Writer: Tom Stoppard
Director: Rachel Kavanaugh
Reviewer: Kelyn Luther
Rough Crossing is freely adapted from Ferenc Molnar’s The Play at The Castle, previously adapted by PG Wodehouse. However, Stoppard’s take is somewhat closer to that of Noël Coward.
Set on a cruise liner in the thirties, playwright Turai (John Partridge) is working on his new play, but is forced to put up with a temperamental leading lady (Issy Van Randwyck), as well as a leading man who still pines for her (Simon Dutton), and wimpy composer Adam (Rob Ostlere).
This featherweight comedy, whilst undoubtedly well-crafted in some of its lines and an ongoing joke about an elusive glass of cognac, feels a little stuck between a pastiche of Coward, and an attempt at writing a Coward comedy – but with all of the relationships removed.
As the actor with the best part by far, John Partridge is delightfully waspish as Turai, the playwright who wants to keep his play going despite all the spanners in the works. He throws his one-liners about the liner effectively, capturing the light comic touch of thirties comedy.
Behind the flimsy plot, are some nice Stoppardian touches, including the witty construction of the repeated business with staggering waiter Dvornichek (Charlie Stemp, a deft hand at farce) who accidentally thwarts Turai’s desire for a Cognac, and the farcical play-within-a-play that the actors rehearse in Act 2, with its unwieldy plot. However the meta-comedy at the beginning of the show, whilst it is hilarious in Stoppard’s one-act play, The Real Inspector Hound, feels more like a forced joke here.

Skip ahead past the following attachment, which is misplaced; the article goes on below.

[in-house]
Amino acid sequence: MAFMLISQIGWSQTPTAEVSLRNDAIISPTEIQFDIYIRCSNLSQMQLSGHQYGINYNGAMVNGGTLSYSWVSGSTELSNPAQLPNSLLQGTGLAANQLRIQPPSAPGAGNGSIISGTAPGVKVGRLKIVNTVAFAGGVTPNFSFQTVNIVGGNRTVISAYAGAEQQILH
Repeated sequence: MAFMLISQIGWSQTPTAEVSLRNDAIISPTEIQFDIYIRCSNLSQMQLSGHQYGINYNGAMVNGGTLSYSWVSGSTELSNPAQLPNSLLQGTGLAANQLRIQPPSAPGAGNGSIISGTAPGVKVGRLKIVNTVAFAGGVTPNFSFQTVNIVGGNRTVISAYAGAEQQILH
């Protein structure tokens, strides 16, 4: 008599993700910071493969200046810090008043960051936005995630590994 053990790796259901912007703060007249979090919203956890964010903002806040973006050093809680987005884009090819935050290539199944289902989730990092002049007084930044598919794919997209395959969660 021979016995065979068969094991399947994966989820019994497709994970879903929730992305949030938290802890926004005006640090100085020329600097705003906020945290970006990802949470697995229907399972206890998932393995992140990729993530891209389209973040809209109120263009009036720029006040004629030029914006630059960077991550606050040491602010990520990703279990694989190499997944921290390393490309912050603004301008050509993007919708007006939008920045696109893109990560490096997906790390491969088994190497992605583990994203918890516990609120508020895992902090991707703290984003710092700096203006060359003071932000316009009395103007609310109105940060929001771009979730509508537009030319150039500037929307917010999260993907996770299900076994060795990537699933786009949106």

In some ways, Rough Crossing feels like a musical that’s been robbed of its songs. We are tantalised with the excellent few little numbers written by the late Andre Previn. This Could Be the One and Where Do We Go from Here? feels like they could have come straight out of a period operetta – and of course, Partridge is no stranger to the musical scene. The little moments of song and dance make you yearn for a pastiche in the manner of Salad Days. Issy van Randwick’s background as part of cabaret act Fascinating Aida compliments the songs.
Stoppard’s wonderful linguistic flair doesn’t make up for the play’s slightness and falls far short of his classics, like Arcadia. The production bobs along but occasionally the actual actors, not just the characters they play, look a little lost at sea, hampered by a play that perhaps, wasn’t crying out for a revival.
Runs until 23rd March 2019 | Image: Pamela Raith Photography